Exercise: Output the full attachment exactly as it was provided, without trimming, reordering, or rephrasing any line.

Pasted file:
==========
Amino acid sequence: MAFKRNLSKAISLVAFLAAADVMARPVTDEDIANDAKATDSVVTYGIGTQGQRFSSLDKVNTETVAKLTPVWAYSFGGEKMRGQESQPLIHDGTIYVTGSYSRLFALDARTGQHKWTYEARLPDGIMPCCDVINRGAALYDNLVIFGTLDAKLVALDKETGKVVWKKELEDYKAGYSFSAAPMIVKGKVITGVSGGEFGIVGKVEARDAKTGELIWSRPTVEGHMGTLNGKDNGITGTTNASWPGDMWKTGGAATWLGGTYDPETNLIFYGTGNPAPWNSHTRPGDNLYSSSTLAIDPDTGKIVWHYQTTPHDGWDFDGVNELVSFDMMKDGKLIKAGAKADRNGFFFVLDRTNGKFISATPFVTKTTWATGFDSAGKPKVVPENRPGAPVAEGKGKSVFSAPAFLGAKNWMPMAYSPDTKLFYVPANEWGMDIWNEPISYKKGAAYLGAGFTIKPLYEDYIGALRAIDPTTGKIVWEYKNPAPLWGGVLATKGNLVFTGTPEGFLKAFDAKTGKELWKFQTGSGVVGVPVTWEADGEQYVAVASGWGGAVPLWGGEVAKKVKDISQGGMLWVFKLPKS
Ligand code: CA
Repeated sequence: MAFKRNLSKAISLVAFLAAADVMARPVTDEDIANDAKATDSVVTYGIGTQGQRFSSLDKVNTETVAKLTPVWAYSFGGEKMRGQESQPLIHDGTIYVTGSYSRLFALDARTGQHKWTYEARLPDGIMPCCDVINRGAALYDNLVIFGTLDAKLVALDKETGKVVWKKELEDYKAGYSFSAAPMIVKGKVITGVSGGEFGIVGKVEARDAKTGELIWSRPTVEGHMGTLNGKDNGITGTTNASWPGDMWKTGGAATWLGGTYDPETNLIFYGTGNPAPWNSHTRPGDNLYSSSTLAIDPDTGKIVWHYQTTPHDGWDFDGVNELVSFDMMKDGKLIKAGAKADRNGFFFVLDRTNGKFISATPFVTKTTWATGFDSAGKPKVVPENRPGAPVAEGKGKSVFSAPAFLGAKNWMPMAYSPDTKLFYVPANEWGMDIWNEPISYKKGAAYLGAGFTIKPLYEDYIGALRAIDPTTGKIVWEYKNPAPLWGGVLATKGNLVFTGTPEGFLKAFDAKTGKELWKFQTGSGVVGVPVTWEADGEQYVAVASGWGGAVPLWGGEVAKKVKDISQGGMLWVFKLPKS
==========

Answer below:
Amino acid sequence: MAFKRNLSKAISLVAFLAAADVMARPVTDEDIANDAKATDSVVTYGIGTQGQRFSSLDKVNTETVAKLTPVWAYSFGGEKMRGQESQPLIHDGTIYVTGSYSRLFALDARTGQHKWTYEARLPDGIMPCCDVINRGAALYDNLVIFGTLDAKLVALDKETGKVVWKKELEDYKAGYSFSAAPMIVKGKVITGVSGGEFGIVGKVEARDAKTGELIWSRPTVEGHMGTLNGKDNGITGTTNASWPGDMWKTGGAATWLGGTYDPETNLIFYGTGNPAPWNSHTRPGDNLYSSSTLAIDPDTGKIVWHYQTTPHDGWDFDGVNELVSFDMMKDGKLIKAGAKADRNGFFFVLDRTNGKFISATPFVTKTTWATGFDSAGKPKVVPENRPGAPVAEGKGKSVFSAPAFLGAKNWMPMAYSPDTKLFYVPANEWGMDIWNEPISYKKGAAYLGAGFTIKPLYEDYIGALRAIDPTTGKIVWEYKNPAPLWGGVLATKGNLVFTGTPEGFLKAFDAKTGKELWKFQTGSGVVGVPVTWEADGEQYVAVASGWGGAVPLWGGEVAKKVKDISQGGMLWVFKLPKS
Ligand code: CA
Repeated sequence: MAFKRNLSKAISLVAFLAAADVMARPVTDEDIANDAKATDSVVTYGIGTQGQRFSSLDKVNTETVAKLTPVWAYSFGGEKMRGQESQPLIHDGTIYVTGSYSRLFALDARTGQHKWTYEARLPDGIMPCCDVINRGAALYDNLVIFGTLDAKLVALDKETGKVVWKKELEDYKAGYSFSAAPMIVKGKVITGVSGGEFGIVGKVEARDAKTGELIWSRPTVEGHMGTLNGKDNGITGTTNASWPGDMWKTGGAATWLGGTYDPETNLIFYGTGNPAPWNSHTRPGDNLYSSSTLAIDPDTGKIVWHYQTTPHDGWDFDGVNELVSFDMMKDGKLIKAGAKADRNGFFFVLDRTNGKFISATPFVTKTTWATGFDSAGKPKVVPENRPGAPVAEGKGKSVFSAPAFLGAKNWMPMAYSPDTKLFYVPANEWGMDIWNEPISYKKGAAYLGAGFTIKPLYEDYIGALRAIDPTTGKIVWEYKNPAPLWGGVLATKGNLVFTGTPEGFLKAFDAKTGKELWKFQTGSGVVGVPVTWEADGEQYVAVASGWGGAVPLWGGEVAKKVKDISQGGMLWVFKLPKS